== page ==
Now I really have a lot to think about and a lot to work on with my keyboard!”
Take a look at our adventure in pictures!
Chef sliced the Beijing duck in front of the customers (at a restaurant in Wangfujing)
Posing next to a couple of “solid performers” (On Wangfujing shopping street)
Wangfujing food market
There is a paradox that goes like this: “what if an irresistible force meets an immovable object?” I want to try out different things and images base on that idea. In Jingling of Ming Tomb I saw this tree as if it was pushed over. That inspired me to make an interesting image with it.
Another funny-angled tree that inspired a different image
Underneath the arch of Jingling
The monument of Xuande (Ming emperor) was immovable. Meanwhile the onlookers looked concerned…
There was a long painting outside the Jingling of Ming tombs showing the spectacular procession of Ming funeral. It was amazing!
The scenery was spectacular and wide
Great Wall of China (Wutianyu)
I travel on
Crane spotting (On Houhai bar street)
A flute player practicing in a park at Houhai. I played some music with him.
I have never seen any thunder storm like this in England.
A glimpse of how Chinese Opera actors put on their make up at the foyer of Liyuan Theatre
Guests in the front seats of the Liyuan Theatre (the posh seats!) were served tea and snacks
Observing bit of the ceremony by the Chinese Communist Party as they welcomed new comers to the party
Inside the National Olympic Stadium, or the Bird’s Nest
Starting point. Where do we go from here?
This was my favorite restaurant, we ate there almost every night (Joyce says, “it was like having sweet and sour with Fidel Castro!”)
My skill with chopsticks improved a lot (Joyce and I were having lunch at a road-side cafe before going in the studio)
Zhou Yunpeng is a musician with a visual impairment who we went to visit. He tours around China and Europe. We were having a practice before actual recording.
Nice Tune Studio, where we all had to change into slippers before we could go in
I have seen these kind of drums lots of times, and finally I got the chance to play one in Nice Tune Studio
Me and Zhou enjoyed working together. I hope to work with him more in the future.
The Mongolian band was very popular
A Hutong (Hutong is the word local people use to call traditional streets)
Me and Joyce met this guy playing bamboo clickers on the street and I grabbed the chance to play a bit of music with him.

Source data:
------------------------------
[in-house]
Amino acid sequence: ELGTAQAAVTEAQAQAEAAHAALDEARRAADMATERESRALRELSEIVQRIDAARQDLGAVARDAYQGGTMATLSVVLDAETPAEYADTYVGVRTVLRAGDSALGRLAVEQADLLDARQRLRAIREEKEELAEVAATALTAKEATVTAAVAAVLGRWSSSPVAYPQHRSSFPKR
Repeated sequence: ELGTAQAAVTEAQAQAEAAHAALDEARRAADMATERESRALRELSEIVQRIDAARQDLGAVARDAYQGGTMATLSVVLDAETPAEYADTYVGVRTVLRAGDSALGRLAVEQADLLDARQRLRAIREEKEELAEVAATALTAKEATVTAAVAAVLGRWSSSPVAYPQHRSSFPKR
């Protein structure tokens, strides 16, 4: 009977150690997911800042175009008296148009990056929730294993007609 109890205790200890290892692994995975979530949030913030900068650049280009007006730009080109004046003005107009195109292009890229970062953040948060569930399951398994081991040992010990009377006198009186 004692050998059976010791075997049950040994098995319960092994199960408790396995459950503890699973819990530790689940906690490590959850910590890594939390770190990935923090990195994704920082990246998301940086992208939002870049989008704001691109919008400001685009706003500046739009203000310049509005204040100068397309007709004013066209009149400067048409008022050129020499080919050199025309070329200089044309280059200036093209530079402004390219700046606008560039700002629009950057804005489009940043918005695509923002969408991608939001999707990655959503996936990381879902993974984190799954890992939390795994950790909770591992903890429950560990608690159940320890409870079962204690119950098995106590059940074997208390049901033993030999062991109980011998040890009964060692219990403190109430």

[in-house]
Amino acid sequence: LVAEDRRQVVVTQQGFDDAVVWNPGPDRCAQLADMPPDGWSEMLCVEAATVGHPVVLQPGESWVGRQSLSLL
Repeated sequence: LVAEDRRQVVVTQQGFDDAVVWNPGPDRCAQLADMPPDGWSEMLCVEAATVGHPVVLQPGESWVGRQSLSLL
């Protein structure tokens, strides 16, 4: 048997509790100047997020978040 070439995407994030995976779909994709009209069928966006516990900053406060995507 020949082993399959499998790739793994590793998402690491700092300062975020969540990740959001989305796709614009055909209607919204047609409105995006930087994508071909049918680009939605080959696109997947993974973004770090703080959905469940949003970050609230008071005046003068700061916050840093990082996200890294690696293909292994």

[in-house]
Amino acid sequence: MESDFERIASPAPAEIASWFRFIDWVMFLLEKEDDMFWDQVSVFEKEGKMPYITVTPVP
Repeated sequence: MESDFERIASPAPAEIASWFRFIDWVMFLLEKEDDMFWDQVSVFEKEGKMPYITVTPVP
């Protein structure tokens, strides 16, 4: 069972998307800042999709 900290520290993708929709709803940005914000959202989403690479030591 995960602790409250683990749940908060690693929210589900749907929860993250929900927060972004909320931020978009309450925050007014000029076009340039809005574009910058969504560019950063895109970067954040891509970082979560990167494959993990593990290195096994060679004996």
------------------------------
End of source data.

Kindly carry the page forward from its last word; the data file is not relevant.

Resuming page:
We hope you enjoyed our photo diary.
Bye bye Beijing. Hope to see you soon, love Jez & Joyce.
Jez here, we’ve just come back from drinks with Zhou, who is a musician we have been spending time with. He is very chilled out and I like him a lot, we share a lot musically.
We will be seeing a Mongolian band with him in another bar tomorrow nite, but before that we’ve got a recording studio booked for 2 hours so that we can do some work together. It’s very exciting!
There was a big thunder storm last nite, I did a lot of lightning watching – it was amazing, I’ve never seen anything like that before.
Jez and Assistant Theatre Director, Joyce Lee are spending all week in Beijing in China. They are meeting other artists and doing research to help Jez develop Irresistible. They’ll be sending regular updates so keep up with their adventures through this blog.
We visited the great wall today! Jez said: “You have to be a warrior to climb this! I’ve seen it many times on television, on postcard, but the greatness of the real thing just blows your head off.”
We discovered that sometimes walls can be destroyed and bits ware off, but generations rebuilt it and renovate it. So it’s still here after thousands of years.
We have also visited the Ding Ling of Ming Tombs, where a Ming Dynasty emperor was buried, it was all white and like an underground palace. It made Jez think about death, and that death is also irresistible.
We came across a man in the park who was playing flute and Jez jammed with him for a bit, which really impressed some local ladies who were there too!